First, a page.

Why creative people shouldn’t use lined paper.
Answer: it holds us back.
Lined paper holds us back from expressing our creative thought, either completely or in parts. It forces us to think in a straight path. It forces us to express our feelings into an established, excepted form and leads us not to explore a flow of consciousness. Most creative people would say, “Be damn you lined paper, you can’t hold me back!”
But what happens when creative thought is written on lined paper?
Look at a page out of my own notebook, it looks chaotic. I can see that I was forcing myself to play within the lines even though the idea I was trying to convey couldn’t be represented by straight lines.
I didn’t even realize I was forcing myself with this sketch until I started looking for examples. I hunted through all my paper (quite a bit I might add) looking for visuals to prove my point and I was struck by two things; one, how much I have used lined paper over the four years to capture creative ideas and how incredible stuck I felt seeing all of these ideas laying dormant on theses well proportioned pieces of paper.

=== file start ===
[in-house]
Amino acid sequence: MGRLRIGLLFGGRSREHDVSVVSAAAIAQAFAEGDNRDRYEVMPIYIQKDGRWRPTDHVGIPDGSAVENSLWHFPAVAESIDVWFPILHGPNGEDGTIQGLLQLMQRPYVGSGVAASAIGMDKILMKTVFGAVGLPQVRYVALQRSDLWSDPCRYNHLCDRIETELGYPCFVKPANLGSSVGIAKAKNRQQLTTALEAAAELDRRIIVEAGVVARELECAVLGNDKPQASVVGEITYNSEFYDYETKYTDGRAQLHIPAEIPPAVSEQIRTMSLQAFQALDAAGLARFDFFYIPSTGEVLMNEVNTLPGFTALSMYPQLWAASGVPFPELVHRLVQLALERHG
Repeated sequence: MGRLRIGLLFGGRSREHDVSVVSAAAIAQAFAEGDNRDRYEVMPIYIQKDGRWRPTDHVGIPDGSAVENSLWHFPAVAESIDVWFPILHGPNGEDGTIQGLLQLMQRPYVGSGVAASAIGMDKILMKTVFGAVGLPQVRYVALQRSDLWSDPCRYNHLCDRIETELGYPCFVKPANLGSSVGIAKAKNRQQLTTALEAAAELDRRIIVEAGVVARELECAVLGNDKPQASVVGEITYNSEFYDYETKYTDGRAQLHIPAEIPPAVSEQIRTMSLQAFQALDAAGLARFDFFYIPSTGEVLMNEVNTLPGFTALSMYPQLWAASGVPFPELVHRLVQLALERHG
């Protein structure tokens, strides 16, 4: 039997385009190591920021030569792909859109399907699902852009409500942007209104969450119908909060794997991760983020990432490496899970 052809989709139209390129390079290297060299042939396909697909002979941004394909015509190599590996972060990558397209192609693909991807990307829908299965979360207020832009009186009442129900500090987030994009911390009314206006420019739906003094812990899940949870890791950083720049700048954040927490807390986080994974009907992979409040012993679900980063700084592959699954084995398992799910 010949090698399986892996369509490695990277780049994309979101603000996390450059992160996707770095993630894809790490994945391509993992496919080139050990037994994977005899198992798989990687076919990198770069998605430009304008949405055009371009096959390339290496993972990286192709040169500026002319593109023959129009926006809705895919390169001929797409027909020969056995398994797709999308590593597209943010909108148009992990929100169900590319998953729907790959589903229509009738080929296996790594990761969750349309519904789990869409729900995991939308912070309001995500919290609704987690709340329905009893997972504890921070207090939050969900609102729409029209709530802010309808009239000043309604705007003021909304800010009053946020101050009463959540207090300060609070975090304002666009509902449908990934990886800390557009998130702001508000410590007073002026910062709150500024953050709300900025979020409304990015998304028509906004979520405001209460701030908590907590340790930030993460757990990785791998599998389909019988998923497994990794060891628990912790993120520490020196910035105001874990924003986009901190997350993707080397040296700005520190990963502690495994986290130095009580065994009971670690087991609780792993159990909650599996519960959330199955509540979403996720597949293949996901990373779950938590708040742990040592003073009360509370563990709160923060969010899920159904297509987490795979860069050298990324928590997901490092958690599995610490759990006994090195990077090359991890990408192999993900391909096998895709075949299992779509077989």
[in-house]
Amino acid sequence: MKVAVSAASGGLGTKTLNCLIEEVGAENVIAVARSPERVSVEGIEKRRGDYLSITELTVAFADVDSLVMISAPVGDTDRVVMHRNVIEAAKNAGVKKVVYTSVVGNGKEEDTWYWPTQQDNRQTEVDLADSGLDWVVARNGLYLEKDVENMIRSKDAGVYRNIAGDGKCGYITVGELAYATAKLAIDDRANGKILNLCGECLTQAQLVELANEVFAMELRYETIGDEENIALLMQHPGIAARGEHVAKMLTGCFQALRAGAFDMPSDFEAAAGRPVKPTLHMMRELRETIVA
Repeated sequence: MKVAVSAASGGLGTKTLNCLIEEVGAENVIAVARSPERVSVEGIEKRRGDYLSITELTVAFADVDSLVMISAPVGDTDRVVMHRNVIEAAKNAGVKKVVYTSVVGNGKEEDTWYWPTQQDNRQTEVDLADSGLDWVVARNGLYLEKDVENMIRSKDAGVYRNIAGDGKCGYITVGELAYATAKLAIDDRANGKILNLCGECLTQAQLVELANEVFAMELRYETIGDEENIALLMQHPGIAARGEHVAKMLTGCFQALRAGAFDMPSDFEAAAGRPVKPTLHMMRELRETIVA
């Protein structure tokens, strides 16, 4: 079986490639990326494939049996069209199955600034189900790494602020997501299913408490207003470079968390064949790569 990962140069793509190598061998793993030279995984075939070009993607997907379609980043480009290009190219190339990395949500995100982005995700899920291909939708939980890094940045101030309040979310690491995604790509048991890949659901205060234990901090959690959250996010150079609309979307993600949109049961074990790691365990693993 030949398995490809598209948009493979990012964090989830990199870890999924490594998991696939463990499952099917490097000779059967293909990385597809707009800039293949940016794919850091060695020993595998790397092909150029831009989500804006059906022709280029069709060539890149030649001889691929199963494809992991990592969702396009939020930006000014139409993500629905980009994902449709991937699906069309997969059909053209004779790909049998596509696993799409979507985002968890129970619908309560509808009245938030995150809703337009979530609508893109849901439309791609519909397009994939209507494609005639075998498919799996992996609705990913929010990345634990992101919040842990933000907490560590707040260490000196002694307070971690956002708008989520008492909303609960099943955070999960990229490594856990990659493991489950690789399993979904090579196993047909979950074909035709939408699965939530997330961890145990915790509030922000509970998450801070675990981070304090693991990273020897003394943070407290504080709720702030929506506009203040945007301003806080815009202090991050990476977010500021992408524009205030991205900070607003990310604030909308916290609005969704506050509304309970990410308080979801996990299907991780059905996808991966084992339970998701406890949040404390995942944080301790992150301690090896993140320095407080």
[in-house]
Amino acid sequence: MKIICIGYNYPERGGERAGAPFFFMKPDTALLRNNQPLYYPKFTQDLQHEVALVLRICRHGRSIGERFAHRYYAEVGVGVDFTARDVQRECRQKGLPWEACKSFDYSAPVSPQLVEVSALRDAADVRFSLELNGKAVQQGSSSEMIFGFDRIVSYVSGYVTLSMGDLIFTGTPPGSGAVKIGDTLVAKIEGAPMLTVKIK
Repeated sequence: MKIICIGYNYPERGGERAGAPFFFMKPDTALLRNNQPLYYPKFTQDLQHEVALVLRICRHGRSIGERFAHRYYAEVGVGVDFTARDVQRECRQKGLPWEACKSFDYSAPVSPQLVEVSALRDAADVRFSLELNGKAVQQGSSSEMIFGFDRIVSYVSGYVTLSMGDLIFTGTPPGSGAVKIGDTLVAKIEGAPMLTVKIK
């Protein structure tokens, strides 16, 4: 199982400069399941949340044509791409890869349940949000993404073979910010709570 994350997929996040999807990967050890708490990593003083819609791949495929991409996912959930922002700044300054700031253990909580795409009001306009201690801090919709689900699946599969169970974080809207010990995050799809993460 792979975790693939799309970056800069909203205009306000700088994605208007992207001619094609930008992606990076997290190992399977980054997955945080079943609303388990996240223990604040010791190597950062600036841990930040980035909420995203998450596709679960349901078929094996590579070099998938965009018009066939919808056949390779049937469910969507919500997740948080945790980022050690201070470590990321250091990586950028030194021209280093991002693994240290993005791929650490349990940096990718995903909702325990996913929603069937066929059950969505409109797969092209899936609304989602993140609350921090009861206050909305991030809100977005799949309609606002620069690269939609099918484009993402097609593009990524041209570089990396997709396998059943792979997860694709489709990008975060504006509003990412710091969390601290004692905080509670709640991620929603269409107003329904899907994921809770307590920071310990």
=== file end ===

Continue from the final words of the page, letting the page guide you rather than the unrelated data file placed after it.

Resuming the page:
But what happens when a creative thought is written on unlined paper?
I feel calmer looking at this idea and to be honest, the thought is complete.
So the next time you are looking to document a creative idea, reach for a blank piece of paper and watch where it will lead.
As a side note:
“According to legend, Thomas W. Holley of Holyoke, Massachusetts invented the legal pad around the year 1888 when he innovated the idea to collect all the sortings, various sort of substandard paper scraps from various factories, and stitch them together in order to sell them as pads at an affordable and fair price. In about 1900, the latter then evolved into the modern legal pad when a local judge requested for a margin to be drawn on the left side of the paper. This was the first legal pad.” Madeline Brand. “The History of the Legal Pad”. National Public Radio. Retrieved 26 July 2010. (Sourced by Wikipedia)
Ironically, 1888 was the year that Dale Carnegie was born, “American writer, lecturer, and the developer of famous courses in self-improvement, salesmanship, corporate training, public speaking, and interpersonal skills”. (Sourced by Wikipedia) In other words, the granddaddy of left brained business thinking that is considered the norm today. Is there a connection, maybe….